Infoscience

Journal article

Composition and molar mass characterisation of bacterial extracellular polymeric substances by using chemical, spectroscopic and fractionation techniques

The chemical composition and molar-mass distribution of extracellular polymeric substances (EPS) produced by the bacterium Sinorhizobium meliloti have been characterised by combining asymmetrical flow field-flow fractionation (AFlFFF), chemical and spectroscopic techniques. The relationship between the EPS composition and molar-mass distribution has been studied by comparing the characteristics of EPS excreted by the wild type S. meliloti and by a mutant deficient in the production of high-molar-mass EPS, as well as by the analysis of total protein content in the collected AFlFFF fractions. Total organic carbon, protein and polysaccharide contents of the EPS were also determined. Obtained results demonstrate the existence of two major populations with weight-average molar masses of 1.40 x 10(5) and 4.57 x 10(5) g mol(-1) respectively. The lower molar-mass population contained predominantly protein-like substances, detectable by UV-VIS spectroscopy, whereas the higher molar-mass population was rich in exopolysaccharides and exoproteins. These findings are in general agreement with the size distributions and chemical heterogeneity observed by nanoparticle tracking analysis, and the characterisation of the composition of all the EPS by different analytical techniques.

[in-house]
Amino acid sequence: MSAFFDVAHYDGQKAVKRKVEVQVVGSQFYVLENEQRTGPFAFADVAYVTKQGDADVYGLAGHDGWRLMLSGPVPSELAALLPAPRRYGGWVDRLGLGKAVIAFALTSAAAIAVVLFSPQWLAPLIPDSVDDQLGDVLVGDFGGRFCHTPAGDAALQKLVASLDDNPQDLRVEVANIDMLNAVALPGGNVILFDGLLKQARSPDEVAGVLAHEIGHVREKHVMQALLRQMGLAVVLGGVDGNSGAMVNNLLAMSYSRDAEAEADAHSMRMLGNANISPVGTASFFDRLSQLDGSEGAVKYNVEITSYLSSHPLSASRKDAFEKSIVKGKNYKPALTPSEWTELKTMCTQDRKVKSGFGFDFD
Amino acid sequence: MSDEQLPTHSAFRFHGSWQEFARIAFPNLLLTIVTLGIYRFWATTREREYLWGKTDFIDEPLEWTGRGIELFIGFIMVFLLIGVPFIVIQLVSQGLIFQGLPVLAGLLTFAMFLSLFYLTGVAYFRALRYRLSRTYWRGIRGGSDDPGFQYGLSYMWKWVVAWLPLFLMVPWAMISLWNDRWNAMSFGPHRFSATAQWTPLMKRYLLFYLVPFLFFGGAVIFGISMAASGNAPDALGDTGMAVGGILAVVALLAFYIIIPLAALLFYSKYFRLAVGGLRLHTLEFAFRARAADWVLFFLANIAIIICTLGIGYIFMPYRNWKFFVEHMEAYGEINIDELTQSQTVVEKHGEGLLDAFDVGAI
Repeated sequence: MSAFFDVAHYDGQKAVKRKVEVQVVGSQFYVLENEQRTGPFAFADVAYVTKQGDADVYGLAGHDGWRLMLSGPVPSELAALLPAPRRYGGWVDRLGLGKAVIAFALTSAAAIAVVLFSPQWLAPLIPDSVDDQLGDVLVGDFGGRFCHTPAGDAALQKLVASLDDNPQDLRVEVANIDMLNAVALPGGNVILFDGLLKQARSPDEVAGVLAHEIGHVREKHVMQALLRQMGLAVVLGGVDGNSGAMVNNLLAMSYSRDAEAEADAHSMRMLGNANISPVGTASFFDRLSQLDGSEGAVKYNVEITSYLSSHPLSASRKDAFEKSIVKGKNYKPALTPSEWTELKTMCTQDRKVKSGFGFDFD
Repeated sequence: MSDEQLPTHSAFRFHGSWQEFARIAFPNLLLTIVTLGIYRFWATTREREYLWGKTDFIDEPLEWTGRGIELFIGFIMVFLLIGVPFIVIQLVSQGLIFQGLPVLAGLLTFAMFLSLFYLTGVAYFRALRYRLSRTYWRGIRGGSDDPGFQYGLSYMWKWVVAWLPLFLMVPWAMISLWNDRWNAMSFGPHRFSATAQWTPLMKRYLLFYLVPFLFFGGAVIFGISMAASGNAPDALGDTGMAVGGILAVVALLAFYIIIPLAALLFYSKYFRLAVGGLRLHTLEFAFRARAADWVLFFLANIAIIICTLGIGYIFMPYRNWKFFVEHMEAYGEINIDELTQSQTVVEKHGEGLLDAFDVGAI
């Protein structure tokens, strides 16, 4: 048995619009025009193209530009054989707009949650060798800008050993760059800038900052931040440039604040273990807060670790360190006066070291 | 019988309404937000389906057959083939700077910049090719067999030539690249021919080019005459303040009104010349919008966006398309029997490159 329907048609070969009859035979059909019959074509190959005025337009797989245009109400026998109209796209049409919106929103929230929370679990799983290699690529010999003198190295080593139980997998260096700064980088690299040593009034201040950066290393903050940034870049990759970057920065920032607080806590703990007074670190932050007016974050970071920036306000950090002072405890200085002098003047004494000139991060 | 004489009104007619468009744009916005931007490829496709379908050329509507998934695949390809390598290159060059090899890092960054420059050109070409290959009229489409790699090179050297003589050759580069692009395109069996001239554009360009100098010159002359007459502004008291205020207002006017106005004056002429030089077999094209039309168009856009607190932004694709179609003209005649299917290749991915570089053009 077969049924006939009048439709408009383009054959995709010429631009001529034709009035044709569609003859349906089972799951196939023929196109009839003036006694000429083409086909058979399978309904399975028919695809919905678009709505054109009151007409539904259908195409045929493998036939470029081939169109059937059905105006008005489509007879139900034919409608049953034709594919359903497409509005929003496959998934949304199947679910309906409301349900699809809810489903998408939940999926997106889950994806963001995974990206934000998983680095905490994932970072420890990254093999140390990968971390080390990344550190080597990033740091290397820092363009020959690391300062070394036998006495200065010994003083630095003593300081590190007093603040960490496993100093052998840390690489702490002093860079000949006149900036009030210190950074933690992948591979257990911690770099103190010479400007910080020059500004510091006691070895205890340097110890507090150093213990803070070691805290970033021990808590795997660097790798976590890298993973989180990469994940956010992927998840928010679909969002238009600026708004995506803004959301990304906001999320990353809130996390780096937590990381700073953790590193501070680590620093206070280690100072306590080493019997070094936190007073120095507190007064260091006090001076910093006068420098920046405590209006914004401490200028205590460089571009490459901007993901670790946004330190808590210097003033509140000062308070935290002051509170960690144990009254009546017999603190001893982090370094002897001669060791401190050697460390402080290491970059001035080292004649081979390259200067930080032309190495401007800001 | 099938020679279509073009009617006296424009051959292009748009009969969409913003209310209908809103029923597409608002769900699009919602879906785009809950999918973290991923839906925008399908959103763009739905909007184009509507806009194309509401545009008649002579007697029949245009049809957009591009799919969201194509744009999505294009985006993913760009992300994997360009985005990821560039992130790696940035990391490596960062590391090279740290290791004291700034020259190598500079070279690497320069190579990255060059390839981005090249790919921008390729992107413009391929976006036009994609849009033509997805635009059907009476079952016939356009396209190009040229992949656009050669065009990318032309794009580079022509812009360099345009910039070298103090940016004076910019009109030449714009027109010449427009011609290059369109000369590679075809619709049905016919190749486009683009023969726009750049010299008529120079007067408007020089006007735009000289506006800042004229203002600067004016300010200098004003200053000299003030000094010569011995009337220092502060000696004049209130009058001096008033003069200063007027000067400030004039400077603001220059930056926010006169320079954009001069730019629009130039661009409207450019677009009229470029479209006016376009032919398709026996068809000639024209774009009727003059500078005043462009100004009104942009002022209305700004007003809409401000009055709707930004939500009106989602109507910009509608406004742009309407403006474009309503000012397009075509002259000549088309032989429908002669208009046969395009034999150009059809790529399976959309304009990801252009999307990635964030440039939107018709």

Fulltext

Related material